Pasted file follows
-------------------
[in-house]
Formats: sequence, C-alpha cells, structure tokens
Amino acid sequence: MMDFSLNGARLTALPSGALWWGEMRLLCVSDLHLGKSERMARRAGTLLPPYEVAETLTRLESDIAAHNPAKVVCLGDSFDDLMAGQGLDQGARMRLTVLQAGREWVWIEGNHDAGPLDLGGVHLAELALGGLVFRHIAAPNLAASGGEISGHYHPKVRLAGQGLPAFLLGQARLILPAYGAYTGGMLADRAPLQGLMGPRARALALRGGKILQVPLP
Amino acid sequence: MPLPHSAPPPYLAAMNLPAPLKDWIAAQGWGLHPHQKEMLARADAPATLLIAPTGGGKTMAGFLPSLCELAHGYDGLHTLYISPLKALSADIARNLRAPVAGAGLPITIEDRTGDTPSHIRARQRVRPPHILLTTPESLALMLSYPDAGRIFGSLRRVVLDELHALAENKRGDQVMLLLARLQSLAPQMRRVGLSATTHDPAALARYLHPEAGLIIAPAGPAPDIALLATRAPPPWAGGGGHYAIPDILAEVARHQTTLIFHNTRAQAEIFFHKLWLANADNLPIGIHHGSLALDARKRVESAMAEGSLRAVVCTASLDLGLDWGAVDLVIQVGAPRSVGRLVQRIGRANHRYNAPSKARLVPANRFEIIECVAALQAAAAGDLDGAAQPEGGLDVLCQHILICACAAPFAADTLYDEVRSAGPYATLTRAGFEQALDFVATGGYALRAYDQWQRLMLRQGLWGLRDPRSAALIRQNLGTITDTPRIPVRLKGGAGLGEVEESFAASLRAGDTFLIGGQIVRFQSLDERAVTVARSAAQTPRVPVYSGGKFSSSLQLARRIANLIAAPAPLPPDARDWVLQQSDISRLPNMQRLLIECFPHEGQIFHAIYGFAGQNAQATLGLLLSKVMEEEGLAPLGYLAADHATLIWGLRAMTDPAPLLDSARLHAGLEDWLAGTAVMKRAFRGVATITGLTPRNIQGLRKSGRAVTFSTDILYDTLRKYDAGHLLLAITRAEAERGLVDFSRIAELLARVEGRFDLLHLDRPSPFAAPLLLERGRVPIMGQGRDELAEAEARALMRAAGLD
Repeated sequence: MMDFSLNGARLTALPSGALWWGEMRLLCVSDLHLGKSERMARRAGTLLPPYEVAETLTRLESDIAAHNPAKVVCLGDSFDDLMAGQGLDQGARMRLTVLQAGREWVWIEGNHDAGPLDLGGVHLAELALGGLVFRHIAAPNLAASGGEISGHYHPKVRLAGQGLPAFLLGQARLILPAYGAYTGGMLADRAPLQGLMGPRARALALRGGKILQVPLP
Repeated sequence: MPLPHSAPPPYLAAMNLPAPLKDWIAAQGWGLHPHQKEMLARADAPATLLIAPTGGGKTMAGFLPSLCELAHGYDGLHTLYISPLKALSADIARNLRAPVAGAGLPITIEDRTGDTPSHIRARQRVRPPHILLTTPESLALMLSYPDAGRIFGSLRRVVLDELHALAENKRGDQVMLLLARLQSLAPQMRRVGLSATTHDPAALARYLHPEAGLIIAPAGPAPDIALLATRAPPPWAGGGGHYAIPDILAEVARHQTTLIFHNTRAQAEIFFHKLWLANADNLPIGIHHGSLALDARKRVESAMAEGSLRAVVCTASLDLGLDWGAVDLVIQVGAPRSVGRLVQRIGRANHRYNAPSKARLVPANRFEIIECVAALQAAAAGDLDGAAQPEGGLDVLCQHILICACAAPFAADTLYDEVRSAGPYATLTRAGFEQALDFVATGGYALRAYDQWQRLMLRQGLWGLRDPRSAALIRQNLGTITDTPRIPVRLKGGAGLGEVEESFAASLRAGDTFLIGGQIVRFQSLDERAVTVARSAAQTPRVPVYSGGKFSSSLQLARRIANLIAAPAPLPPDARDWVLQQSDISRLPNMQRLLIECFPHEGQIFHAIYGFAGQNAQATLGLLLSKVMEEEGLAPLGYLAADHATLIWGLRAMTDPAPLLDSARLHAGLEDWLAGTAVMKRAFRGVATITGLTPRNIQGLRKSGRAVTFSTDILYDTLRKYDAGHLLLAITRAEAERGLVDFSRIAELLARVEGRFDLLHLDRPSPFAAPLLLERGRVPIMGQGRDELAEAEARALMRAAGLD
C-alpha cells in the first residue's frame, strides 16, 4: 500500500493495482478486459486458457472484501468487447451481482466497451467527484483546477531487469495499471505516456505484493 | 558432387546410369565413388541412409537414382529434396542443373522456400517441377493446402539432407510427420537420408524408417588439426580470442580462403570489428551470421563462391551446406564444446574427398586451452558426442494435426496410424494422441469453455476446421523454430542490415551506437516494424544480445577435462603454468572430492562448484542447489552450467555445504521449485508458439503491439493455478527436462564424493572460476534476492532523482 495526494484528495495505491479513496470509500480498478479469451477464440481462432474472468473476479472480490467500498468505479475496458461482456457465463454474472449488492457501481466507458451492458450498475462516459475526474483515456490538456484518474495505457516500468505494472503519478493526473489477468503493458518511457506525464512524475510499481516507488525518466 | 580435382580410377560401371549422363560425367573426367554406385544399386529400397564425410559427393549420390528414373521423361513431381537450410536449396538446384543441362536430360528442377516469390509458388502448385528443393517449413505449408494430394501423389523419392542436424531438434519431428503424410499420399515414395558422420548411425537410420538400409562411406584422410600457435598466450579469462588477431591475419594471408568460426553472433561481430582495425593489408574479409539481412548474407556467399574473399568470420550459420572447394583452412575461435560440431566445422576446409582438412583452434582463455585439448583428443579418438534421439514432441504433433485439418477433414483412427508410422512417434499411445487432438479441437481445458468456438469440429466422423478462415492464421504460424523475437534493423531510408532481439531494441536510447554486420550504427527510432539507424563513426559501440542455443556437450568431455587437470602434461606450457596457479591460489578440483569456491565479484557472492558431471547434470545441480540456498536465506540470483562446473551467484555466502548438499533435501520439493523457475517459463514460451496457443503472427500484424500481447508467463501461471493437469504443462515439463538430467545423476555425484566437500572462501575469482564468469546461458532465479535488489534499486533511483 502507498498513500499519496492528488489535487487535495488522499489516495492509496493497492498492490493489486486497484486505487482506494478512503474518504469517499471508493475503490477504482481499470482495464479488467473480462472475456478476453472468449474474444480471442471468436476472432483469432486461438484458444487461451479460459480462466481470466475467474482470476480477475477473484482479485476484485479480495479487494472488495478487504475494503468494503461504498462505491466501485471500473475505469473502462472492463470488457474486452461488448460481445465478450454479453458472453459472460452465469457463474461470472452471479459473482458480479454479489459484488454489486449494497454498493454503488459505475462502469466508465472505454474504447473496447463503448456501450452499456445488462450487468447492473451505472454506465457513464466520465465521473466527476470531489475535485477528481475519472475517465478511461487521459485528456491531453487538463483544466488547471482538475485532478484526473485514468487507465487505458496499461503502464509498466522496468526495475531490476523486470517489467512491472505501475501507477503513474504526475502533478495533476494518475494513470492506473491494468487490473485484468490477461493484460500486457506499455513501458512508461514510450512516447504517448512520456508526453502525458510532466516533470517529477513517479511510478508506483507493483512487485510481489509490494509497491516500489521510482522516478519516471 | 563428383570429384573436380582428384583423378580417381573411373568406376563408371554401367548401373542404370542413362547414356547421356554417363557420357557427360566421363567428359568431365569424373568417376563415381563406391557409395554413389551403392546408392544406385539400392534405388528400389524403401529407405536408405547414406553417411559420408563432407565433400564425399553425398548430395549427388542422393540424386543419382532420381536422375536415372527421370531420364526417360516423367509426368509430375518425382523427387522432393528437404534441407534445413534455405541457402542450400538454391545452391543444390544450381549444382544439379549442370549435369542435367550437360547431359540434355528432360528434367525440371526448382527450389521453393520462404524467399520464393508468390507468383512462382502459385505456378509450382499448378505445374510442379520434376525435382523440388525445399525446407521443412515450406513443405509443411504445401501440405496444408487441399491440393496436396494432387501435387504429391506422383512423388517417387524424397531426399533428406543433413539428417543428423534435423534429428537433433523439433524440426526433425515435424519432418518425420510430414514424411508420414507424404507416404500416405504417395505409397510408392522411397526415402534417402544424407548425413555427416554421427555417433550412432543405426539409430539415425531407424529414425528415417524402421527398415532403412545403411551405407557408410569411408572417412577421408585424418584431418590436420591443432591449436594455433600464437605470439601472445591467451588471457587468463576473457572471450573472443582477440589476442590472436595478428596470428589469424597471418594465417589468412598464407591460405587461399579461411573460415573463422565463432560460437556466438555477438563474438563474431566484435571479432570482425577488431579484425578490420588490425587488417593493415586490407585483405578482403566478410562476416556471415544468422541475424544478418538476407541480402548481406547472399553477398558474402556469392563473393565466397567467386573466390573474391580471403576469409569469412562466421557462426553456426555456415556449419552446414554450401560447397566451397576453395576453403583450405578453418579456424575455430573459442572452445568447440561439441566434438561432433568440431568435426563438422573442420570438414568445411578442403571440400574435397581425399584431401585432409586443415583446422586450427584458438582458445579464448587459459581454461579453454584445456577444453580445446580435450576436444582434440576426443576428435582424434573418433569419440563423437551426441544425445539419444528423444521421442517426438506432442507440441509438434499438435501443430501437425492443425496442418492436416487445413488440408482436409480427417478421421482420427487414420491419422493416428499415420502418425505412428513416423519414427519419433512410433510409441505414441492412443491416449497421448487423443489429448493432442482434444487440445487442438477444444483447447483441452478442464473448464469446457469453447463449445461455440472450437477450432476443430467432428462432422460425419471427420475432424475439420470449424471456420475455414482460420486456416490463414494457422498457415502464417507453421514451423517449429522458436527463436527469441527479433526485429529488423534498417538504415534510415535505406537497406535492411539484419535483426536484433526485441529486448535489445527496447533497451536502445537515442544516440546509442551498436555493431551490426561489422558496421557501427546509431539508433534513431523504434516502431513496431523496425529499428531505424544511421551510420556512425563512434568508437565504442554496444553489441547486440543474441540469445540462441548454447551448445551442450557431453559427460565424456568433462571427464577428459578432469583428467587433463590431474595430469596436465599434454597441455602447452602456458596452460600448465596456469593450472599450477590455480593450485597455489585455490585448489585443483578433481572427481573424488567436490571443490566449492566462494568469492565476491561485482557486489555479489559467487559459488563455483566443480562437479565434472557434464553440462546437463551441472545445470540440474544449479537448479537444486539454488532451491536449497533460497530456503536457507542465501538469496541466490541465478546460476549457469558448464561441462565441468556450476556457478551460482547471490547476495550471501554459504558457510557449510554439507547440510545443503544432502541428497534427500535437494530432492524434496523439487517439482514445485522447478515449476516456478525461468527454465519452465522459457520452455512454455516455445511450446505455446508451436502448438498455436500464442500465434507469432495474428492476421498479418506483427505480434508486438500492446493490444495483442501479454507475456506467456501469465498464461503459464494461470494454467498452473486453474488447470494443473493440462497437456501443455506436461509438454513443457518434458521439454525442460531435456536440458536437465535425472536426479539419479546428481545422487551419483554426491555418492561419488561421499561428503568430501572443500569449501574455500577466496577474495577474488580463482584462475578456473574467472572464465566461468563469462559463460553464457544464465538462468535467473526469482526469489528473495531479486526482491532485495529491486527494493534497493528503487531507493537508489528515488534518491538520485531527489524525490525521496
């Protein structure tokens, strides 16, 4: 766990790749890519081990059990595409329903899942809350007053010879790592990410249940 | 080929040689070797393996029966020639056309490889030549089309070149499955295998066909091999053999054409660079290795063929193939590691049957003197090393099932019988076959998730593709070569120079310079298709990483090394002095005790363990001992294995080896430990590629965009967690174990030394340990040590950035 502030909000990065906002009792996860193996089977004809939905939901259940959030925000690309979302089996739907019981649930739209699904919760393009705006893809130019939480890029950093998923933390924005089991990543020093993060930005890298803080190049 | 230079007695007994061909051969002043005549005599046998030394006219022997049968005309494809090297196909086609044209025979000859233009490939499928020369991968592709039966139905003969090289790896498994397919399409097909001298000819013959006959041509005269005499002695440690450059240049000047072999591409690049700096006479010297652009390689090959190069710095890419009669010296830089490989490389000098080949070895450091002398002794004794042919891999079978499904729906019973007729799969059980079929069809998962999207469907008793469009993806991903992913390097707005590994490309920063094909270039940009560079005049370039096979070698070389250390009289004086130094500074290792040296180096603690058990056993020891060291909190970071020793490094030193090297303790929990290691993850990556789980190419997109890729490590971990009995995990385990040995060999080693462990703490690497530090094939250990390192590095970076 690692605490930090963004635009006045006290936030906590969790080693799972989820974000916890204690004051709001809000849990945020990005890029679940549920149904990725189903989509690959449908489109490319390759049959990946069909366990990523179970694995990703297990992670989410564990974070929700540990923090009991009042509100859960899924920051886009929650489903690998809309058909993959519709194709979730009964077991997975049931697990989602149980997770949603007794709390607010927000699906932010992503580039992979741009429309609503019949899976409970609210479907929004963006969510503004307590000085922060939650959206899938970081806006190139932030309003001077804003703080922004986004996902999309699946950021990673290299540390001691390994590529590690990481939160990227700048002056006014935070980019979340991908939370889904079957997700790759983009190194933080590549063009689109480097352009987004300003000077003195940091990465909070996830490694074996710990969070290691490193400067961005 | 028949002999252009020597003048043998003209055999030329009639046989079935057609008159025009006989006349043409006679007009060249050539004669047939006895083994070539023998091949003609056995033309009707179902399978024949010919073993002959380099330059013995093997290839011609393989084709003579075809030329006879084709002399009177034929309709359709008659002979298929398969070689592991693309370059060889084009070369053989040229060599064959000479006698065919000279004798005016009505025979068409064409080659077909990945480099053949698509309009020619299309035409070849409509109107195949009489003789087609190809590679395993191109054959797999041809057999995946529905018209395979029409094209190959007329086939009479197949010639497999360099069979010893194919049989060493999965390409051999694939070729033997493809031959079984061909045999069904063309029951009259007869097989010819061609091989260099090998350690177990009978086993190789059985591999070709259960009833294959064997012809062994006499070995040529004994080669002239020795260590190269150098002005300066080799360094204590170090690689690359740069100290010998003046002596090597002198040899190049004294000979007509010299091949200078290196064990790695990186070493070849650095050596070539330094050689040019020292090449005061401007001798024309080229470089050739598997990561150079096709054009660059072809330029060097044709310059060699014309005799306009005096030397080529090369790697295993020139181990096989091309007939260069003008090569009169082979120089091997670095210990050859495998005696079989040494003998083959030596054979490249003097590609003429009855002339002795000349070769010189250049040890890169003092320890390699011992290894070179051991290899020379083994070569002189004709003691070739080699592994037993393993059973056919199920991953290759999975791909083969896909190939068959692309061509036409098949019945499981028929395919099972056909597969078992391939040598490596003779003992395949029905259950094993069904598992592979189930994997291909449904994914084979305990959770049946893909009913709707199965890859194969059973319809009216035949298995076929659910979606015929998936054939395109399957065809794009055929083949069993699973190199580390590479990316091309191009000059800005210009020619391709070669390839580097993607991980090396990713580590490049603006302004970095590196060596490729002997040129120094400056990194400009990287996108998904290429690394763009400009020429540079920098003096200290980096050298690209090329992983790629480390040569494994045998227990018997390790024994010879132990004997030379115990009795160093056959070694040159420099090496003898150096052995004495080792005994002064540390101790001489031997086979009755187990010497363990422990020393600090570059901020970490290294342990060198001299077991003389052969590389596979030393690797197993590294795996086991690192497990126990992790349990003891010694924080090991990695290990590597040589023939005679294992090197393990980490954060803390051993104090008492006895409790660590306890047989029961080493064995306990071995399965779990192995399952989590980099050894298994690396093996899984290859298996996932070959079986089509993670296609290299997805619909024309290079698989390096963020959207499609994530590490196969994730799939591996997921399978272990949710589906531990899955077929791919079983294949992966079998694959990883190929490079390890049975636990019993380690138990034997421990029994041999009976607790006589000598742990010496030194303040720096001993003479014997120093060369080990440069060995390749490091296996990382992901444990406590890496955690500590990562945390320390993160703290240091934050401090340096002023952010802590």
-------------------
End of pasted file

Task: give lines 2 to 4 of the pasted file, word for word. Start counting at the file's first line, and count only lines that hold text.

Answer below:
Formats: sequence, C-alpha cells, structure tokens
Amino acid sequence: MMDFSLNGARLTALPSGALWWGEMRLLCVSDLHLGKSERMARRAGTLLPPYEVAETLTRLESDIAAHNPAKVVCLGDSFDDLMAGQGLDQGARMRLTVLQAGREWVWIEGNHDAGPLDLGGVHLAELALGGLVFRHIAAPNLAASGGEISGHYHPKVRLAGQGLPAFLLGQARLILPAYGAYTGGMLADRAPLQGLMGPRARALALRGGKILQVPLP
Amino acid sequence: MPLPHSAPPPYLAAMNLPAPLKDWIAAQGWGLHPHQKEMLARADAPATLLIAPTGGGKTMAGFLPSLCELAHGYDGLHTLYISPLKALSADIARNLRAPVAGAGLPITIEDRTGDTPSHIRARQRVRPPHILLTTPESLALMLSYPDAGRIFGSLRRVVLDELHALAENKRGDQVMLLLARLQSLAPQMRRVGLSATTHDPAALARYLHPEAGLIIAPAGPAPDIALLATRAPPPWAGGGGHYAIPDILAEVARHQTTLIFHNTRAQAEIFFHKLWLANADNLPIGIHHGSLALDARKRVESAMAEGSLRAVVCTASLDLGLDWGAVDLVIQVGAPRSVGRLVQRIGRANHRYNAPSKARLVPANRFEIIECVAALQAAAAGDLDGAAQPEGGLDVLCQHILICACAAPFAADTLYDEVRSAGPYATLTRAGFEQALDFVATGGYALRAYDQWQRLMLRQGLWGLRDPRSAALIRQNLGTITDTPRIPVRLKGGAGLGEVEESFAASLRAGDTFLIGGQIVRFQSLDERAVTVARSAAQTPRVPVYSGGKFSSSLQLARRIANLIAAPAPLPPDARDWVLQQSDISRLPNMQRLLIECFPHEGQIFHAIYGFAGQNAQATLGLLLSKVMEEEGLAPLGYLAADHATLIWGLRAMTDPAPLLDSARLHAGLEDWLAGTAVMKRAFRGVATITGLTPRNIQGLRKSGRAVTFSTDILYDTLRKYDAGHLLLAITRAEAERGLVDFSRIAELLARVEGRFDLLHLDRPSPFAAPLLLERGRVPIMGQGRDELAEAEARALMRAAGLD